Stop Rationalizing Dishonesty

“Honesty is more than not lying. It is truth telling, truth speaking, truth living, and truth loving.”James E. Faust.

Have you ever been in a situation where you find yourself making up excuses for not being totally honest about an incident? Do you include “work experience” that you never gained in your resume, but you justify it with the fact that it’s the “norm”?, Have you ever lied about your location because you don’t trust people? Given a stranger an incorrect phone number rather than vehemently refuse to give in to his/her demands? These are some examples of how we tend to rationalize our dishonesty, and if we do some soul searching, we will realize that our worldview of dishonesty has made something bad seem harmless.


Wikipedia has succinctly defined honesty as “a facet of moral character that connotes positive and virtuous attributes such as integrity, truthfulness, straightforwardness, including straightforwardness of conduct, along with the absence of lying, cheating, theft, etc.” Being honest means acting in integrity. When you know you have done something morally wrong, or when you have to hide your actions because you know they are wrong, you are not being honest. Unfortunately, honesty is a valuable trait that is gradually diminishing in our society.


As humans, we tend to believe what people say during conversations, and we also want them to believe us. According to Behavioral Economist, Dan Ariely, “the biggest driver of dishonesty is the ability to rationalize our actions so that we don’t lose the sense of ourselves as good people. Most people are able to cheat a little because they can maintain the sense of themselves as basically honest people. They won’t commit major fraud on their tax returns or insurance claims or expense reports, but they’ll cut corners or exaggerate here or there because they don’t feel that bad about it.”


We seem to have a natural ability to rationalize our behavior. After we have performed an act, we feel obligated to explain why we did it, not just for others who might question us, but especially for ourselves. We feel it is important to “convince” our conscience not to guilt-trip us when we do something wrong, which is why several people may find it difficult to admit their wrongdoing. They would rather churn out excuses for their mistakes or blame others for a decision they consciously made. A thief gets caught in a compromising position with his loots in his hands, and the next thing you might hear is “The devil used me” or “I need money to treat my sick mother.”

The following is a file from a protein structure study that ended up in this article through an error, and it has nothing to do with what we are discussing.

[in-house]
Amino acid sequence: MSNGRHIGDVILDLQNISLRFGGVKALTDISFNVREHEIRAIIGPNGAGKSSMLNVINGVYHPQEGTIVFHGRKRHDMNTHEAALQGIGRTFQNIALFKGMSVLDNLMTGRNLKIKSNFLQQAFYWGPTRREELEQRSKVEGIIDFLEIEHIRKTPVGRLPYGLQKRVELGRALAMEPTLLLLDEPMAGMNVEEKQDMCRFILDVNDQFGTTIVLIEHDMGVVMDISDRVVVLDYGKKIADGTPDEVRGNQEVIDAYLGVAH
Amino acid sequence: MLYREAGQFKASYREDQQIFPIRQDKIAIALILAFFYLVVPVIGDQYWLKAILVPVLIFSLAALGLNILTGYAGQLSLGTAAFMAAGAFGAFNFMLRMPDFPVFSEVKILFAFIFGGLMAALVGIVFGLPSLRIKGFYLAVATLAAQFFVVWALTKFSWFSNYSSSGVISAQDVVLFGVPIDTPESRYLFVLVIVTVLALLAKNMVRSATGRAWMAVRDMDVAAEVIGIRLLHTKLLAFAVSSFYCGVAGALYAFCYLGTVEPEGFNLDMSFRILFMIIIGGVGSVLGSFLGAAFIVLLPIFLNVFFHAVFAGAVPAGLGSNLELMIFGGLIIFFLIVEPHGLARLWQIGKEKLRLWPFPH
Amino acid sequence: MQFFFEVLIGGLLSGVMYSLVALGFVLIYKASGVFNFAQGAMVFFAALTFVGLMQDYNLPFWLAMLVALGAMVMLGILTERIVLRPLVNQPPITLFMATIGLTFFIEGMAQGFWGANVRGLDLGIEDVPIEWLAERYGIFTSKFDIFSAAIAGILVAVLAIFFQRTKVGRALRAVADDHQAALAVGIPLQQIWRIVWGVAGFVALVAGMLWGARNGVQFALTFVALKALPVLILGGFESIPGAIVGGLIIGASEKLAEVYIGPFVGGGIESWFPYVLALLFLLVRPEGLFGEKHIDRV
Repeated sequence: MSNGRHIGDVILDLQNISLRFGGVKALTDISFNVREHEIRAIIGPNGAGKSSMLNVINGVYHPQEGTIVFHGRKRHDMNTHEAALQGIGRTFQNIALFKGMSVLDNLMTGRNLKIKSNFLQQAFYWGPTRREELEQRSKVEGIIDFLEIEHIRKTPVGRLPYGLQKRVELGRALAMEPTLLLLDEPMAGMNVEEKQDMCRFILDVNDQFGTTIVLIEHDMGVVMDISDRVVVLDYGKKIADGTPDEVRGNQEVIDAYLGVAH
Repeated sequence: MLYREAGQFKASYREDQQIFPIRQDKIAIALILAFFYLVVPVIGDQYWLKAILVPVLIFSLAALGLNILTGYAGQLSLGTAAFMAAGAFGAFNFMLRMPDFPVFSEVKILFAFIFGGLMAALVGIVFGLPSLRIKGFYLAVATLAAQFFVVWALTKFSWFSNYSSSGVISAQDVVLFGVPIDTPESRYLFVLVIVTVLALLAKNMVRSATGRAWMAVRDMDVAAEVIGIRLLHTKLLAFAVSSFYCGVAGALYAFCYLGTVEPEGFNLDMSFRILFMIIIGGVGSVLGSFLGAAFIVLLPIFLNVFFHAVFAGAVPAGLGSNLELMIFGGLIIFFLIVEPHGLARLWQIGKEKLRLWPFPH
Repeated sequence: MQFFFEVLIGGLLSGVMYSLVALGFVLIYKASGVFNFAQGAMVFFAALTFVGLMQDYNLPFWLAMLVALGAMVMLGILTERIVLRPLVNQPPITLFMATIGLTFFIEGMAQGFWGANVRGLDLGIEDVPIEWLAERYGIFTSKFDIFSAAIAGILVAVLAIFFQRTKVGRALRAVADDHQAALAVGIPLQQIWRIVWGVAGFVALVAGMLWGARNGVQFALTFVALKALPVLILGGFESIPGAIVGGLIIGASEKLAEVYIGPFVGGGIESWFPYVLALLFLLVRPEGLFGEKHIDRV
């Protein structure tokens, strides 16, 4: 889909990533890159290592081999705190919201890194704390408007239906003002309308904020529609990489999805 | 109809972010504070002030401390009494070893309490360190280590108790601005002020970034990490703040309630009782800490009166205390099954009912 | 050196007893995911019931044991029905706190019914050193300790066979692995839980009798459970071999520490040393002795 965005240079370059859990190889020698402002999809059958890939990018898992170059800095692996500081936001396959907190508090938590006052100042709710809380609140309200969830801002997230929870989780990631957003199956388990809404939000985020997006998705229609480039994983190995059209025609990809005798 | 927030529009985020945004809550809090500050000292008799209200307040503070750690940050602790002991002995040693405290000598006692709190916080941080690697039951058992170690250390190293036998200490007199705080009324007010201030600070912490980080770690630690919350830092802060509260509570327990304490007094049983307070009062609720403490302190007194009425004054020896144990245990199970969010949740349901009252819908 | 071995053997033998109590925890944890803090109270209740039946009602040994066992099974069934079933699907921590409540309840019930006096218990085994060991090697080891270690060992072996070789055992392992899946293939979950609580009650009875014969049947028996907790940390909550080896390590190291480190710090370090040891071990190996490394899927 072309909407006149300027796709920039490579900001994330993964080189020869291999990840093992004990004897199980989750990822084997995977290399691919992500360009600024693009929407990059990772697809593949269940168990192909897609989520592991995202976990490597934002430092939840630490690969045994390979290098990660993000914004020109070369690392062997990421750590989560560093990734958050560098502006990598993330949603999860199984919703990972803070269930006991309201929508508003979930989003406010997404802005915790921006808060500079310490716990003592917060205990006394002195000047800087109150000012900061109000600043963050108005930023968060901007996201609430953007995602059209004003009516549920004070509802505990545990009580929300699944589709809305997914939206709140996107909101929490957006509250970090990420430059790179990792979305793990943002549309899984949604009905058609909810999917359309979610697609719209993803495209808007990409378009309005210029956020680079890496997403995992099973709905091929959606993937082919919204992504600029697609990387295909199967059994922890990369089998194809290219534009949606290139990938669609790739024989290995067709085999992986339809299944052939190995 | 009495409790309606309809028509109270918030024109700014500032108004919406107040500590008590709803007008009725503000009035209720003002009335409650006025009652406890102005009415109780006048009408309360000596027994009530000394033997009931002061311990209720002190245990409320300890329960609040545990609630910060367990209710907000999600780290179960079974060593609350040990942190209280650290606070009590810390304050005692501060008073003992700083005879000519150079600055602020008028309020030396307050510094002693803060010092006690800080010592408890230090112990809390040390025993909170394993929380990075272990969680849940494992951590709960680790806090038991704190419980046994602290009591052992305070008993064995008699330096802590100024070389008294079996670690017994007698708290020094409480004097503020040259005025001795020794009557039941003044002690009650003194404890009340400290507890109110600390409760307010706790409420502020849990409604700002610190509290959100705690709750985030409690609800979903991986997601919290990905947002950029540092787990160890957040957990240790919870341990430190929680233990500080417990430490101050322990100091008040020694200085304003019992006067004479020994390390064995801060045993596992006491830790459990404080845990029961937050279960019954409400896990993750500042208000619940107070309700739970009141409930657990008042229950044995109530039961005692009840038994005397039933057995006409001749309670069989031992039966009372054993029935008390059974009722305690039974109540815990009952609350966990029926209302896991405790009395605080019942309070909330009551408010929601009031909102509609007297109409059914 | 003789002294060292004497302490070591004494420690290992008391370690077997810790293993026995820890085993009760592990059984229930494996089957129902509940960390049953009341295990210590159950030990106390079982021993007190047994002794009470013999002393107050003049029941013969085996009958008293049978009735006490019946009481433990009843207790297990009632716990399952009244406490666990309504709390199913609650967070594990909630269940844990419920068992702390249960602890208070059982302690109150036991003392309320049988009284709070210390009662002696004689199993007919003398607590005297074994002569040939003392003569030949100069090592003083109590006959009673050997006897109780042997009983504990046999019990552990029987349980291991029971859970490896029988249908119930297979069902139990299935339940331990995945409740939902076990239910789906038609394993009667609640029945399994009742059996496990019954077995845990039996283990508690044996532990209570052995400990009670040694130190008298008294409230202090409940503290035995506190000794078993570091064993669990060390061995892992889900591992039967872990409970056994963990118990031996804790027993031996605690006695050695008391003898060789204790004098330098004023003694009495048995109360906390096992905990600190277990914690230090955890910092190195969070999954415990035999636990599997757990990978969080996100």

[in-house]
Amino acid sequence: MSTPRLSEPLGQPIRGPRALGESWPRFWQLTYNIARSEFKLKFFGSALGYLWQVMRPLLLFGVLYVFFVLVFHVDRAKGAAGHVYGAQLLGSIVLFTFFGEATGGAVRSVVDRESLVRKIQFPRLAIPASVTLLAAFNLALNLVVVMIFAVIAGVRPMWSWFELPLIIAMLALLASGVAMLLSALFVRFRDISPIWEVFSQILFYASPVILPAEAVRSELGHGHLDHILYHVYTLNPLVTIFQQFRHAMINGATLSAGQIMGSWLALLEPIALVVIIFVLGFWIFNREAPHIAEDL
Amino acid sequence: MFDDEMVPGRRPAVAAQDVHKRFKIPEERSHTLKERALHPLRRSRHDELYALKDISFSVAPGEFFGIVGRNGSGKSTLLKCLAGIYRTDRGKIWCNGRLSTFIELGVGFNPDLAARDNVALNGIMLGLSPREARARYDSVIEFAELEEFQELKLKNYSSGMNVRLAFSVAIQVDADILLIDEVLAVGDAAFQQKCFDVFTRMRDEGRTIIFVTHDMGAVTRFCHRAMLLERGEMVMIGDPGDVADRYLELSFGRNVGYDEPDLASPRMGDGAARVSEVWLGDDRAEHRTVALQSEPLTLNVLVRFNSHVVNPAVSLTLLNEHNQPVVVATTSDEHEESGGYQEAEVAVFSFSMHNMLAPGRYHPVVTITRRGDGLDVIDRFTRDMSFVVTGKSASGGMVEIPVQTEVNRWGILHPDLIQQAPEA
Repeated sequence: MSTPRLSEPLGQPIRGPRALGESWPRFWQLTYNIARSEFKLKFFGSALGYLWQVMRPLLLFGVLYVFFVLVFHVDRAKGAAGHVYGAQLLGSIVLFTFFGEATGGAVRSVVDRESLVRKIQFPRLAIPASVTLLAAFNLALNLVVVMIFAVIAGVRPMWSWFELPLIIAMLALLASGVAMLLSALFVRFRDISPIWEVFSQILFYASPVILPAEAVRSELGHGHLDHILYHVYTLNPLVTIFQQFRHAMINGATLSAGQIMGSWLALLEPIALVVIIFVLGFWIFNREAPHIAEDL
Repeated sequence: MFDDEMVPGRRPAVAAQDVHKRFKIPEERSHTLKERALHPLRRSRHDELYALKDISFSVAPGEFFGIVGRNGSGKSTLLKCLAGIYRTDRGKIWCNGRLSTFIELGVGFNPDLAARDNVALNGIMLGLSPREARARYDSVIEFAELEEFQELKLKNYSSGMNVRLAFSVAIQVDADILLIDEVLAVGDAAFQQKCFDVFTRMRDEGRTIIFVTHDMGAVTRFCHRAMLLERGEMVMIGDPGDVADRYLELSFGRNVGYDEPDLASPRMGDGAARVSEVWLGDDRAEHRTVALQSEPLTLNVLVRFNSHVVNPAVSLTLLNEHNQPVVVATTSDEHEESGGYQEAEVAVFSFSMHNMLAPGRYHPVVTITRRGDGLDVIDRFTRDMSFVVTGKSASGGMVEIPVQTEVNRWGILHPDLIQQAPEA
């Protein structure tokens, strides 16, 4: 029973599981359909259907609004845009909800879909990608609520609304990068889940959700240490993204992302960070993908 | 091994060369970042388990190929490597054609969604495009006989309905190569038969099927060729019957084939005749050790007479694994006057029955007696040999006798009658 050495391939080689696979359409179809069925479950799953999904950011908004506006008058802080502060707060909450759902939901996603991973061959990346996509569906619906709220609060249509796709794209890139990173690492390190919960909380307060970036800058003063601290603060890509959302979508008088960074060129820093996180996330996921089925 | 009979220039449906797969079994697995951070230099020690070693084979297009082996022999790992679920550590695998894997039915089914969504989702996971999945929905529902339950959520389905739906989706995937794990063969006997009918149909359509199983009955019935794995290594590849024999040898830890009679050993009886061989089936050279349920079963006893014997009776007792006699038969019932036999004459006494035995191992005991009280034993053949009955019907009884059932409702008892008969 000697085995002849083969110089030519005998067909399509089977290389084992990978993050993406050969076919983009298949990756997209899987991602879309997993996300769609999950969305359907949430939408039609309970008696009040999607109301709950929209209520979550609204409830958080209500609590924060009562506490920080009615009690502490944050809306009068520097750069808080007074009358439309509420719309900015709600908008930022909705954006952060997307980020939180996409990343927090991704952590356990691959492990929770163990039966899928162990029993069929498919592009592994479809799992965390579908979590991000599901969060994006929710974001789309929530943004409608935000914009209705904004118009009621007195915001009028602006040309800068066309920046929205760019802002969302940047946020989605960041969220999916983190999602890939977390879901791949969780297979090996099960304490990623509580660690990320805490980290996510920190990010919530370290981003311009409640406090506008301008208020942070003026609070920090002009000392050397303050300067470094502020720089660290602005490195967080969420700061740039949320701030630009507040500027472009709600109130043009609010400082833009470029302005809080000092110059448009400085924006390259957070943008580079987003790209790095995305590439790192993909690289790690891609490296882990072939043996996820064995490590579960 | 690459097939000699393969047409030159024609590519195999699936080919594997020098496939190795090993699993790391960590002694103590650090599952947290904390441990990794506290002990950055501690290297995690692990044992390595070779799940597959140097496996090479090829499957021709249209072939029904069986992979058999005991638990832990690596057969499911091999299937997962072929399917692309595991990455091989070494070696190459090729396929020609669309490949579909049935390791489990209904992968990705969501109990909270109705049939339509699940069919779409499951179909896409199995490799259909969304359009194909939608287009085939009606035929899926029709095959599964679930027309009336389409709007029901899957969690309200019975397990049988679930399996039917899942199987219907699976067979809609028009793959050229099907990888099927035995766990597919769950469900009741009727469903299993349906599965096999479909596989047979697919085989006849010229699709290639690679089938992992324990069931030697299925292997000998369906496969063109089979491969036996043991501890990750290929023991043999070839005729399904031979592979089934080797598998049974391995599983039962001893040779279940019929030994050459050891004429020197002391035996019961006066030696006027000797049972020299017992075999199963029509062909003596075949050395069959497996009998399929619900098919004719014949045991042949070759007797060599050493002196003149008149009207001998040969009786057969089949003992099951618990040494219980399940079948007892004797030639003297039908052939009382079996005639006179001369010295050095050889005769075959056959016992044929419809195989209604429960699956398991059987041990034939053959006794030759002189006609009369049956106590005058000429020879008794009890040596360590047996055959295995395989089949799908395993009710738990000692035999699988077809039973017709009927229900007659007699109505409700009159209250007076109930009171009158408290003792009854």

Remember the tale of Robin Hood? Yes, I am sure you do. He steals from the rich to give to the poor. We applaud the act because most of us are not in the league of the extremely wealthy. However, if Robin Hood steals from us with a rationalized reason, we will be furious simply because he stole from us. Adam’s excuse for eating the forbidden fruit was that Eve offered it to him, and Eve’s excuse was that a talking serpent convinced her. Taking responsibility is very tough because it is more likely to come with an abundance of shame.


So how do we stop rationalizing dishonesty?


• Understand that one “simple” lie leads to another.

• Always encourage and support honesty.

• Pray to God to give you the courage to be honest at all times.

• Take responsibility when you do something wrong.


Basically, you have to be a person of integrity! It is easier said than done, but it is achievable. Remember, our behaviors are a ripple effect in our families and the society. We need to do right by God, by our fellow men and by ourselves.


If you have learnt a thing or two, I encourage you to post in the comment section about a time you rationalized being dishonest, and how you intend to avoid repeating that behavior.



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